#18 - Add a few squirts of lemon juice:
#19 - Here is a picture of the finished product:
#20 - Get a chip (or a saltine cracker, if you are out of chips!). Dip it and . . .
#21 - EAT IT!
And, last but not least, what to do with all of those scraps? Well, on a working homestead, everything has a part sooooo, the scraps on our ranch go to some kind of critter. This time, we dumped them to the piglets!

That's all for now! Enjoy!

Tomato Salsa recipe

It is hard to believe that it is November 21st and we are STILL getting tomatoes off of our plants. I thought for sure that are tomato plants would not be giving us anything this late into the season. I must admit, that the plants look very, very sad but, they have many tomatoes still on them. We have been able to make several rounds of fresh salsa just this past week.
I am going to give you our recipe. As you will see, there is much variation to the recipe based on your individual tastes and your ability (or non-ability) to handle hot things. Here is the recipe we make:
- 5 to 12 tomatoes (depending on how hot you like your salsa)
- 1 jalapeno (we leave the seeds in)
- 3 to 6 cloves of garlic (depending on how much garlic flavor you like)
- 3 green onions (if you like it hotter and with more onion flavor, you can use 1/2 of a red onion or brown onion in this step)
- lemon juice (a couple of squirts)
- salt (to taste)
- pepper (to taste)
- optional - sometimes we add in garlic powder or ground cumin

We use a food processor to chop it all up. First we do the tomatoes so that they are somewhat chunky still. Then, we put the jalapeno, garlic and onion all in and puree that. Stir it all together and add in the lemon juice, salt, pepper and whatever other spices you like. Test with a chip. If you are out of chips, saltine crackers make a fine substitute!!
I will try to post pics of the process sometime, maybe later, if I get the urge to make some more.

Tuesday, November 10, 2009

Desert Herding vs Okie Green Pastures

There have been so many changes to our life since moving to Oklahoma almost a year and a half ago. One of the biggest changes has been in how we take care of our goats. In CA we used to feed them hay 2x a day and also try to take them out grazing for an hour or so in the desert brush around our house. The picture below shows what they had to graze on in CA:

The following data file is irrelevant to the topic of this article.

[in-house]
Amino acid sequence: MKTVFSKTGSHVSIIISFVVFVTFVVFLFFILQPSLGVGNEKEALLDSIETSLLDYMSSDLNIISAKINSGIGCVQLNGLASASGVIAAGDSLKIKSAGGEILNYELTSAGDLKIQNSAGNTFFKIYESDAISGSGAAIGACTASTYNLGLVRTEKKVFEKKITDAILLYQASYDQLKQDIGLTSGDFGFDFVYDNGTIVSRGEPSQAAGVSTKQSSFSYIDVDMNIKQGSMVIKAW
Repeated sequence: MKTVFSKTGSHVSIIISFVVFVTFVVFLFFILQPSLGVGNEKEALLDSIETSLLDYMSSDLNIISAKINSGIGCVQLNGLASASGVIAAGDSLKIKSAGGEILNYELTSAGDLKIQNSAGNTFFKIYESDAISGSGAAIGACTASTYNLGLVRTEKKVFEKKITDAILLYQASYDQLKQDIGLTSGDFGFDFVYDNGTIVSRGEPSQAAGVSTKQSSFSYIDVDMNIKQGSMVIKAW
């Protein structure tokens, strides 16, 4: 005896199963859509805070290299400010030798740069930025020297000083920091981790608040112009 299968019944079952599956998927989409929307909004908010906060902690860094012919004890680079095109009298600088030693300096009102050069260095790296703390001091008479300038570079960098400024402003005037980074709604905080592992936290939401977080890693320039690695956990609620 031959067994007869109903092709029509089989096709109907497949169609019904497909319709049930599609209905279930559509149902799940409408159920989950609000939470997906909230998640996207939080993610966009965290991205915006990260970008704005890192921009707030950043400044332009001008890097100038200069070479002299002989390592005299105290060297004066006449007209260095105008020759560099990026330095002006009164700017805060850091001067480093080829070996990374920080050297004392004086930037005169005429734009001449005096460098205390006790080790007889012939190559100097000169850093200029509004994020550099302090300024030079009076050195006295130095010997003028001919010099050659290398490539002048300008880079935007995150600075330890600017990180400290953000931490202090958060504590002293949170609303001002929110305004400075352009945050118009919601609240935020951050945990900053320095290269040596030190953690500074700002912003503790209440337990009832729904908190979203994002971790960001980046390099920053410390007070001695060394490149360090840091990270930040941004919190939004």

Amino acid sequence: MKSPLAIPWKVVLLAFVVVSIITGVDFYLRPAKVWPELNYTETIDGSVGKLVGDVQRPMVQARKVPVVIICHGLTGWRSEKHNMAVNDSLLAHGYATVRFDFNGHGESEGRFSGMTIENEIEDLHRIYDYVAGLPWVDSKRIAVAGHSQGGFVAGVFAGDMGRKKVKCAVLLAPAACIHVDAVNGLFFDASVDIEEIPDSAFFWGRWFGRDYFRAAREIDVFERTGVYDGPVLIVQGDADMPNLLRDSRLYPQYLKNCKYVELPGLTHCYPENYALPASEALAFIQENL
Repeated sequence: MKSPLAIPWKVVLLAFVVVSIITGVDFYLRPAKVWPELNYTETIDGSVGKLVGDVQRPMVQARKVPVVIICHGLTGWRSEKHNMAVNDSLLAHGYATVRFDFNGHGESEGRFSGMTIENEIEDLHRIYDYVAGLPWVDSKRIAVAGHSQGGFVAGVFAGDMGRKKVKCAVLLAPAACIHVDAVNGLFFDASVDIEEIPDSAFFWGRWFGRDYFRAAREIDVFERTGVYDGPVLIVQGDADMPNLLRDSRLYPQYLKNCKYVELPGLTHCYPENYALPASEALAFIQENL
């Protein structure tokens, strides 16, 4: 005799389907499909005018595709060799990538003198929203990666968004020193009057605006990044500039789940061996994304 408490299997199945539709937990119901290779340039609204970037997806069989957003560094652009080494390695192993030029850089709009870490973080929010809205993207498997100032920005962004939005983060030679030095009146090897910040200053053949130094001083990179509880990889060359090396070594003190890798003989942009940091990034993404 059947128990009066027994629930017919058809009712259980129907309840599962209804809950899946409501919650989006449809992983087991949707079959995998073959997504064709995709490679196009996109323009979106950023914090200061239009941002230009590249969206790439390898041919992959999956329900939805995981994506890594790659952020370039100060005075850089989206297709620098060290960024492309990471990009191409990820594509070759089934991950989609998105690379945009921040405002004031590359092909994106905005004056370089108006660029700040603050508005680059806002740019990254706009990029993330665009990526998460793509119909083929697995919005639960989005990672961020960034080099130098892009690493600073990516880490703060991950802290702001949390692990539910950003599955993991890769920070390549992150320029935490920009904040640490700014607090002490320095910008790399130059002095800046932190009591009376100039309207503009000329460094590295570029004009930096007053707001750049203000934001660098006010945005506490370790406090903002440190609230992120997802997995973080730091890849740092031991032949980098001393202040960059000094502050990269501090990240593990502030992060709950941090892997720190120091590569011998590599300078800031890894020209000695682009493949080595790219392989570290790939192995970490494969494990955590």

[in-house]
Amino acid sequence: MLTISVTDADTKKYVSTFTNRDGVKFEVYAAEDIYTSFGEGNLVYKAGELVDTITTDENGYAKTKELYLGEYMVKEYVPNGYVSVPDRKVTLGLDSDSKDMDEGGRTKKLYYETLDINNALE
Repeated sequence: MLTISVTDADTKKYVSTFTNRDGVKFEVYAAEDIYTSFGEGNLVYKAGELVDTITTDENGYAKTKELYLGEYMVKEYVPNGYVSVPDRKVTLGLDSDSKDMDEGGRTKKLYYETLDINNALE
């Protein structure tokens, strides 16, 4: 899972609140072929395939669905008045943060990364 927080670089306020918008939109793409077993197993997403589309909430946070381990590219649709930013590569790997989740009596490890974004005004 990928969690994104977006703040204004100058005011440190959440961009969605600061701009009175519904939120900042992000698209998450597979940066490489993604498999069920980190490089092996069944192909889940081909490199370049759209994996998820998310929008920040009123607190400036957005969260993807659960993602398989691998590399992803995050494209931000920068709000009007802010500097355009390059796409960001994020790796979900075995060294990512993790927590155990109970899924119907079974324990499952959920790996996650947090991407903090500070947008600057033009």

In comparison, the 40 acres around our place in Oklahoma is GREEN. Even when it is brown, it is still green!

So, just like us, the goats have had to adjust to the different browse and bugs that come along with greener pastures. It has been a great learning experience.

Garden pickings for November

It is amazing that we are still getting veggies out of our garden here in Oklahoma. The weather took a turn towards coldness a few weeks ago but, then the sun popped out and it has been somewhat warmer for the past week.
Here is a picture from today of the turnip patch along with a close-up of a turnip. I hope to make some Pickled Turnips later this week (since one of my sons says they are delicious - I've never had them before!).

While my Mom from CA was visiting us, we picked some lettuce. Well, she cut one head completely off and now, a few weeks later, it is growing again! Look Mom - more lettuce is growing!!
I am amazed at just how much is managing to grow out in the garden this late into November. The tomato plants look really sad but are still producing tomatoes - just not as red as in the summer. They are still good for a great batch of salsa. And, the jalapeno plants, well, they just don't seem to go away. We have collected hundreds and hundreds (no joke!!) of jalapenos off of these plants. I tried to transplant one into a pot so I could bring it in for the winter but, it looked pretty sad in it's pot today. We will see if it survives.
Here is one final picture of what we collected today:

The GARLIC is planted!!

Well, after many weeks of thinking about getting the garlic into the ground, it has finally happened. We managed to get 10 different varieties into the ground. These are considered gourmet garlics and I am excited to see what happens come the spring time.

I am hoping to write up a little more about the kinds of garlic we planted. We will see when I can get to that.